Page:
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Local school districts should decide whether Michigan schools reopen this fall.

We’ve seen the impact of statewide shutdowns that treat regions of the state lightly affected by COVID-19 the same as those ravaged by the pandemic.

Michigan might have avoided its nation-leading unemployment rate had it adopted a regional approach to managing the virus early on, as legislative and business leaders urged.

Local school districts are best able to assess the risk in their communities, and the tolerance for that risk by their parents and teachers.

It won’t be an easy decision. If a community decides the danger of reopening schools is too great, it then has to figure out how to educate its children outside of the classrooms.

Virtual learning is far from a perfect solution, as the spring experience taught us.

In a classroom, every child has equal resources — the same teacher, the same books, the same amount of instruction time. At home, there's no such consistency.

Some homes are steeped in technology. Others barely have an internet connection. Even in well-to-do households, the competition from work-at-home parents and children all trying to access the Wi-Fi at the same time limits its functionality.

Attendance for the virtual courses was spotty, with children left at home with grandparents or sitters — or on their own — drifting away from their computers. There wasn’t much teachers could do to round up virtual truants. And the ability of a teacher to keep less-motivated children engaged was more challenging than when they were face-to-face.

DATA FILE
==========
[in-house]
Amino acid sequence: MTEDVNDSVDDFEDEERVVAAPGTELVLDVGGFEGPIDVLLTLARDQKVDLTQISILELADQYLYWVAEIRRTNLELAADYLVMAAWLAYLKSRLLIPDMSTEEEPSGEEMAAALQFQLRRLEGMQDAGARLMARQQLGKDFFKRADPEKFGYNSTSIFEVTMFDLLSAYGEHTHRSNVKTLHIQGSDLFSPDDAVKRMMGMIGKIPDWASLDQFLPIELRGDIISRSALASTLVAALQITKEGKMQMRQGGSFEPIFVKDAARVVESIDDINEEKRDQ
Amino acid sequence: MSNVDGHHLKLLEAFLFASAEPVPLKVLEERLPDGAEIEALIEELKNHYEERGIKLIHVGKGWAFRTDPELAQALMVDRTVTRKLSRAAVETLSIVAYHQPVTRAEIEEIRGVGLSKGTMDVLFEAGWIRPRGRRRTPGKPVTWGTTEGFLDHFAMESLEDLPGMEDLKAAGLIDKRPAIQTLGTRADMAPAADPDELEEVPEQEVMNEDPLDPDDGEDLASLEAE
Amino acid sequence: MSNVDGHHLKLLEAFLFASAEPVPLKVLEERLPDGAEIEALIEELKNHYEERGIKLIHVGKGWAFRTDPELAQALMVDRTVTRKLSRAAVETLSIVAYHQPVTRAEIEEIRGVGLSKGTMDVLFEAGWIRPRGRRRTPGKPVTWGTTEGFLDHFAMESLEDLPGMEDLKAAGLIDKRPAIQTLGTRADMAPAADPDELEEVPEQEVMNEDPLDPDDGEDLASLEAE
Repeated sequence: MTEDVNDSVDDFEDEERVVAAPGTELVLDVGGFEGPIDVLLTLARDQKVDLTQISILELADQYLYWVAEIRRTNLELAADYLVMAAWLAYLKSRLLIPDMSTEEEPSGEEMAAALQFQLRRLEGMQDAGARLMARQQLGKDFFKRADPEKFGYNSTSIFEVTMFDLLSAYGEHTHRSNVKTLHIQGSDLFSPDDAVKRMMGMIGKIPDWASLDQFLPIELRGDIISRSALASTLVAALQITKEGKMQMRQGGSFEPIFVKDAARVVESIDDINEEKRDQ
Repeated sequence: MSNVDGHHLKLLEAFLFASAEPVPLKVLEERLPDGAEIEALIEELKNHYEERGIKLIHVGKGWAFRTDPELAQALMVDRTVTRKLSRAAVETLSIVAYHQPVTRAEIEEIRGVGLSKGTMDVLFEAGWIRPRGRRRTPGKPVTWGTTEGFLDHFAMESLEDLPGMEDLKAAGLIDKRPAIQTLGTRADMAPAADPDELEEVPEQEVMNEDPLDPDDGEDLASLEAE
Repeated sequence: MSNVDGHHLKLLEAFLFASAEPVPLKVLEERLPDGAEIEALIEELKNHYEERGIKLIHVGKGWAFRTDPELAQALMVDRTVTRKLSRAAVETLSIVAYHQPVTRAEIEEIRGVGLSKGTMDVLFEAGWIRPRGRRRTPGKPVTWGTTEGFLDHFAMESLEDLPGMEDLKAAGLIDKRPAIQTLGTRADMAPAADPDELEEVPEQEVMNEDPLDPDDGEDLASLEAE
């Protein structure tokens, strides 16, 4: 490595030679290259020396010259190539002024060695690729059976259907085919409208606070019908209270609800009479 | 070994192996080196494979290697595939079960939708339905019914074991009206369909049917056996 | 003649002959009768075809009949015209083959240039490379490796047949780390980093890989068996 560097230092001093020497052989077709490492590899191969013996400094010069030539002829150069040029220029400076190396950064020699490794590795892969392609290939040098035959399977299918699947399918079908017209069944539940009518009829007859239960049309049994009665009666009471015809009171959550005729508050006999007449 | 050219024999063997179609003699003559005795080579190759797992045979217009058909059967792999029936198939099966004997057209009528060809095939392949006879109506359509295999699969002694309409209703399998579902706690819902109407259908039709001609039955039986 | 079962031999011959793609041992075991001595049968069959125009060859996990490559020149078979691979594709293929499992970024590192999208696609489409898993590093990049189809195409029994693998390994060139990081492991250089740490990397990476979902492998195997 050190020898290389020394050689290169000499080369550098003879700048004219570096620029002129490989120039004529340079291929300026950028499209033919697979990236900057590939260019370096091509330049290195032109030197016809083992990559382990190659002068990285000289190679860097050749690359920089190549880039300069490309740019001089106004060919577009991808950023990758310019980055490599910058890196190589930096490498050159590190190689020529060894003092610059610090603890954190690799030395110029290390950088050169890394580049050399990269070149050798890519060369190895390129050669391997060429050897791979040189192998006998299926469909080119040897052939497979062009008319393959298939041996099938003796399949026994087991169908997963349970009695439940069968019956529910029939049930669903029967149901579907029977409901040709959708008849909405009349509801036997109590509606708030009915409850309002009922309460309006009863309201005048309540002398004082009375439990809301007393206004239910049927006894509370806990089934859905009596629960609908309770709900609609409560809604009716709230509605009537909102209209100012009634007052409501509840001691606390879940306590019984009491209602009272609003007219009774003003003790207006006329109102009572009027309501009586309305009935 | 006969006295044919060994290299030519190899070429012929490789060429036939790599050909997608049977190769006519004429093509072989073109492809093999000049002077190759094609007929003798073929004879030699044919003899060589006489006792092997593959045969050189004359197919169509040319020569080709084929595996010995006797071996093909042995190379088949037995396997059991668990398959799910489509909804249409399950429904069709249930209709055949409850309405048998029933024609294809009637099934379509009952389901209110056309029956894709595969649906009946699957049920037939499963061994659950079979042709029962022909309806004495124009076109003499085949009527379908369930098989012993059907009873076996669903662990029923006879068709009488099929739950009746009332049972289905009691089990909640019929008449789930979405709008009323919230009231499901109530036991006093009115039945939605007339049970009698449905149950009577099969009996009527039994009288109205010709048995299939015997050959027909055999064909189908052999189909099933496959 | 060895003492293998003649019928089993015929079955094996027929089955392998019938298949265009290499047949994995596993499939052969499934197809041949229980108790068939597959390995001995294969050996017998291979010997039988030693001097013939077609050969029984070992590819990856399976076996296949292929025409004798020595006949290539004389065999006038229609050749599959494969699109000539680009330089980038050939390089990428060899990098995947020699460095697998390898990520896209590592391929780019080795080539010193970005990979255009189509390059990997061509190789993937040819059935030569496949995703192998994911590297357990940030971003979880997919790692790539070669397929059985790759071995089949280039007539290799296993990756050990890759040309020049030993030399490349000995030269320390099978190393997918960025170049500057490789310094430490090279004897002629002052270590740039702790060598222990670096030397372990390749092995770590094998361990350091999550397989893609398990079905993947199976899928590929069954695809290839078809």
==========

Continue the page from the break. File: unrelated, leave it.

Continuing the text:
Even at its best, the online lessons fell short for most students of a full day of instruction.

Accountability was lacking for teachers as well, with some doing live sessions where they could interact with their students, and others simply posting their lessons online for students to access at their leisure.

There’s also the issue of social growth. Children need the experience of leaving their homes and interacting with other children, and engaging in non-classroom activities such as sports and academic clubs.

Obviously, the ideal solution is to get all students back in classrooms. But with current social distancing rules in place, that will be an almost impossible task. There’s not enough space or teachers to meet the requirements.

Early indications suggest that children under 10 are extremely unlikely to catch or spread the virus. Some districts across the country are using that as guidance to fully reopen their elementary schools.

But what to do for middle and high schoolers? They are the most easily distracted when outside the classroom. Some districts are opting for split weeks, with students going to class on some days and learning from home on others to ease crowding. 

There is no really good answer. The best plans and precautions could be blown away in an instant if the virus runs through the faculty, or if entire classrooms have to quarantine because one child has been exposed or infected.

School districts have had months to prepare, and plans are being put in place for both in-person and at-home learning.

Whatever the decision, it should be made at the local level. We’ve had enough broad-brush orders from Lansing, and enough of their devastating consequences.

Twitter: @NolanFinleyDN

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Watch Finley on DPTV’s “One Detroit” at 7:30 p.m. Thursdays.

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